Origin of baizeOld French baie, plural baies, baize from Classical Latin badius, chestnut-brown
a thick woolen cloth made to resemble felt and often dyed green, used to cover billiard tables, etc.
An often bright-green woolen or cotton material napped to imitate felt and used chiefly as a cover for gaming tables.
Origin of baizeMiddle French baies from feminine pl. of bai bay-colored (probably in reference to the original color of the cloth) from Old French; see bay 3.
- Government clerks set up their baize- covered tables and their pigeonholes of documents in small rooms.
- Cashmere, baize, waterproof ponchos of fine wool and silk, and many other fabrics are made by the Indians of the Andean departments.
- Encouraged Flemish settlers in the manufacture of baize ("bays and says"), which attained great importance, so that a charter of Charles I.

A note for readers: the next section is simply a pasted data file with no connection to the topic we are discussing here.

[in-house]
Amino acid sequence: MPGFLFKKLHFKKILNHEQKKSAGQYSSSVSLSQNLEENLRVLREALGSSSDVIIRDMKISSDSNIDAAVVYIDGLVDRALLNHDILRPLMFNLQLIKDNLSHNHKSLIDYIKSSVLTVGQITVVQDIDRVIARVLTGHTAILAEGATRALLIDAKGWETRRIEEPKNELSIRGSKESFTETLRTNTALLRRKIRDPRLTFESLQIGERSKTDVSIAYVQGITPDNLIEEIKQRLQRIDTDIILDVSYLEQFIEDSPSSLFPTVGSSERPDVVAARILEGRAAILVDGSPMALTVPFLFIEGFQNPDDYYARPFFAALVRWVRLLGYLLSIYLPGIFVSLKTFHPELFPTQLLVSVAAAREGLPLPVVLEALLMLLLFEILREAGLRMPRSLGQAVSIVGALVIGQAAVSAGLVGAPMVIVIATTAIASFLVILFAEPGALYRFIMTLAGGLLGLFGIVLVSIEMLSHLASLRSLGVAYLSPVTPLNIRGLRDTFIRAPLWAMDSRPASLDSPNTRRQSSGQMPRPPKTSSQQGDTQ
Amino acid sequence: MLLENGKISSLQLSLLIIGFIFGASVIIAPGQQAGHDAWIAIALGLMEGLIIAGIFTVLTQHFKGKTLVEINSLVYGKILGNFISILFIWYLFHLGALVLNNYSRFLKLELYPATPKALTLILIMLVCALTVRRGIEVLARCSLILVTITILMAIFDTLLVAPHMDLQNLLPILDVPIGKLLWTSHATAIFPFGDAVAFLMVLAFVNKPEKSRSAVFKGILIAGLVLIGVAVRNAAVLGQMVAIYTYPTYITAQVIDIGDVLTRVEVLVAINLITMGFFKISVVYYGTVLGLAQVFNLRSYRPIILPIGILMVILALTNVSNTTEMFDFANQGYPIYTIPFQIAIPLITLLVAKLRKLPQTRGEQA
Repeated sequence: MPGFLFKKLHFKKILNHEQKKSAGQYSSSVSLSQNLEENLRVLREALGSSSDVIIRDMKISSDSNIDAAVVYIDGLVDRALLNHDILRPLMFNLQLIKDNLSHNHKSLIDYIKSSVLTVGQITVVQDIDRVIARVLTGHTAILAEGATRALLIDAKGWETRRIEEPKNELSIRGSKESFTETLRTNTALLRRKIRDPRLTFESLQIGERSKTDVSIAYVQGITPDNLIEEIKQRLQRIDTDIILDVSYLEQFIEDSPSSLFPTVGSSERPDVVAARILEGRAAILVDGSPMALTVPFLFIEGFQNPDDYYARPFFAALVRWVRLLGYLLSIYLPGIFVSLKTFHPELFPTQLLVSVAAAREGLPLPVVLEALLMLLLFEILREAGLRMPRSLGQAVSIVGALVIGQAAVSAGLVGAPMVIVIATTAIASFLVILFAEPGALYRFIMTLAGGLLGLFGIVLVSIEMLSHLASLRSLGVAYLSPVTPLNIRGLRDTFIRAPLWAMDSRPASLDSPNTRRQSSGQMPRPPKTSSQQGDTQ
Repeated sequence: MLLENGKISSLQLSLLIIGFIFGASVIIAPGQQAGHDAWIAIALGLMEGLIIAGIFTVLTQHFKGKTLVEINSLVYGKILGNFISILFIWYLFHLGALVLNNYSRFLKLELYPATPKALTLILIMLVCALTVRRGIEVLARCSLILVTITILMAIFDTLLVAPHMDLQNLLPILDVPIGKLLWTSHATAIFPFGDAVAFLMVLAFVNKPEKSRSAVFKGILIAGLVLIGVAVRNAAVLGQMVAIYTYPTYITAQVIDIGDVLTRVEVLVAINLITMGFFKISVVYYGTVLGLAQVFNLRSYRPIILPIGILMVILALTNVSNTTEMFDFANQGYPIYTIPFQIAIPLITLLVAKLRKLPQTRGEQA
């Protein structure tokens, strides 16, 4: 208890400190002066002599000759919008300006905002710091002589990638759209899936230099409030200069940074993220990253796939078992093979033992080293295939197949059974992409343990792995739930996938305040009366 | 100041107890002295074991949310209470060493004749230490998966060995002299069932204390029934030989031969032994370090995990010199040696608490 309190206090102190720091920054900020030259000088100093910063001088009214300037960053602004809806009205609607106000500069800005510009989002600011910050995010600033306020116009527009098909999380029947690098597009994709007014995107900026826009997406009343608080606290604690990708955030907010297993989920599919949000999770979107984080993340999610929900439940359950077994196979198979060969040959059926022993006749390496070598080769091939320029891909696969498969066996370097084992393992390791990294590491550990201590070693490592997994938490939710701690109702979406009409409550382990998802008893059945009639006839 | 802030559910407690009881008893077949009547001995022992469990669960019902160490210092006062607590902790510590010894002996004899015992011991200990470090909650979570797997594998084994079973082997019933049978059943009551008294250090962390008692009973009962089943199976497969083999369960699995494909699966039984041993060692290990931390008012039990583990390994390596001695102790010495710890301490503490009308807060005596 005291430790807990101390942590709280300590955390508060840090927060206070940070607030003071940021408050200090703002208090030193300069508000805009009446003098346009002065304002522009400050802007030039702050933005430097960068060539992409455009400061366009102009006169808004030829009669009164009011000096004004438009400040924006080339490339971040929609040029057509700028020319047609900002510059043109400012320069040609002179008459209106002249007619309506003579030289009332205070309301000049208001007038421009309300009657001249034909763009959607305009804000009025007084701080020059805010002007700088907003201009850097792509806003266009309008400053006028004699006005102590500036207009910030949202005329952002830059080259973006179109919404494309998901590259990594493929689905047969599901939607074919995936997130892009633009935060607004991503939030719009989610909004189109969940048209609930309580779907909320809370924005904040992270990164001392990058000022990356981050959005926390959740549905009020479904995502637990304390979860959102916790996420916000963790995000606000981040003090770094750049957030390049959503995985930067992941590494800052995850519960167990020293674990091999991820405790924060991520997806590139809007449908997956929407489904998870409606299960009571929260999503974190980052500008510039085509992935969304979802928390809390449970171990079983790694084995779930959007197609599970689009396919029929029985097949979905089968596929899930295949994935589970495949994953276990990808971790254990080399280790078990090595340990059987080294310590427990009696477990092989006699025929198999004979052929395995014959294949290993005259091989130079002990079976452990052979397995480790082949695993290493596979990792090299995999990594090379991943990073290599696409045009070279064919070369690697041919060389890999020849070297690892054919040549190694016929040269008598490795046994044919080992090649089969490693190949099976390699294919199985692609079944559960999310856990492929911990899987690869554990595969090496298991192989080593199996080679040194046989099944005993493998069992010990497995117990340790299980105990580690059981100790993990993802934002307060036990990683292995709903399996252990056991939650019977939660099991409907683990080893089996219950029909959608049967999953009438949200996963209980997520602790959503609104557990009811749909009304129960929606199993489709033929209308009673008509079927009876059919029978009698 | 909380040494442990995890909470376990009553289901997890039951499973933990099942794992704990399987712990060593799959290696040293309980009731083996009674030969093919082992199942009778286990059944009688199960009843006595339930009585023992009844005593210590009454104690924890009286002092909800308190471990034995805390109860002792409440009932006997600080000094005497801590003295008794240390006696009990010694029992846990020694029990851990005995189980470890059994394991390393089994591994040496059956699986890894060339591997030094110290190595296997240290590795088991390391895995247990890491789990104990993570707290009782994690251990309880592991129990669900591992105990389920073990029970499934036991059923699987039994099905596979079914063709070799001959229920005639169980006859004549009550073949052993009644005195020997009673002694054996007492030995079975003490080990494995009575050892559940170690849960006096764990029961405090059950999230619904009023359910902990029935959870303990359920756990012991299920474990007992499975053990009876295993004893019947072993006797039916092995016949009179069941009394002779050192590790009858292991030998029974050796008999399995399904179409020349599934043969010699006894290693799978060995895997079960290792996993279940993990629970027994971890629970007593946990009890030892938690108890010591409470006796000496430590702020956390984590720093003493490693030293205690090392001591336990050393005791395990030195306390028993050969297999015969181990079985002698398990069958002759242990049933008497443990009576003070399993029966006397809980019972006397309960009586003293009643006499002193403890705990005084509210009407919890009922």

- She understood all that awaited her only when, after stepping over the red baize at the entrance, she entered the hall, took off her fur cloak, and, beside Sonya and in front of her mother, mounted the brightly illuminated stairs between the flowers.
- The weaving establishments (mainly broadcloth) of Leiden at the close of the 15th century were very important, and after the expulsion of the Spaniards Leiden cloth, Leiden baize and Leiden camlet were familiar terms. These industries afterwards declined, and in the beginning of the 19th century the baize manufacture was altogether given up. Linen and woollen manufactures are now the most important industries, while there is a considerable transit trade in butter and cheese.